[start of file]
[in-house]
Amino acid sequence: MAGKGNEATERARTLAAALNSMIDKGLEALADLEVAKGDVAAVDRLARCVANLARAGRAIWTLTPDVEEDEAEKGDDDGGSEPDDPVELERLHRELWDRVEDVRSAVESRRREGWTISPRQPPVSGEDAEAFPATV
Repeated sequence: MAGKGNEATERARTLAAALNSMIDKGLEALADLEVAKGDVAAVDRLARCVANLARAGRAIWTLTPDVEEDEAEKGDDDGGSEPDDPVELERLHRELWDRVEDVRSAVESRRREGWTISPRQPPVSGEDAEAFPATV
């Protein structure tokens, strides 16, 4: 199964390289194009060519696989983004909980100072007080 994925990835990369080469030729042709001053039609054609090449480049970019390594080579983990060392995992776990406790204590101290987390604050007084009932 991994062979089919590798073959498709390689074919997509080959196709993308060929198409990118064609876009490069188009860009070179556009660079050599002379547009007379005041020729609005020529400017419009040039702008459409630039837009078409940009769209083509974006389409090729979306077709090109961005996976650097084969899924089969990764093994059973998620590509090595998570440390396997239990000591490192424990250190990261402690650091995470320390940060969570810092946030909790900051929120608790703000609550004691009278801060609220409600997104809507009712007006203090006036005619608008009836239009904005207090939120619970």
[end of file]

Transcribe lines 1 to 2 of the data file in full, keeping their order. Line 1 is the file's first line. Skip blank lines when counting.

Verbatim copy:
[in-house]
Amino acid sequence: MAGKGNEATERARTLAAALNSMIDKGLEALADLEVAKGDVAAVDRLARCVANLARAGRAIWTLTPDVEEDEAEKGDDDGGSEPDDPVELERLHRELWDRVEDVRSAVESRRREGWTISPRQPPVSGEDAEAFPATV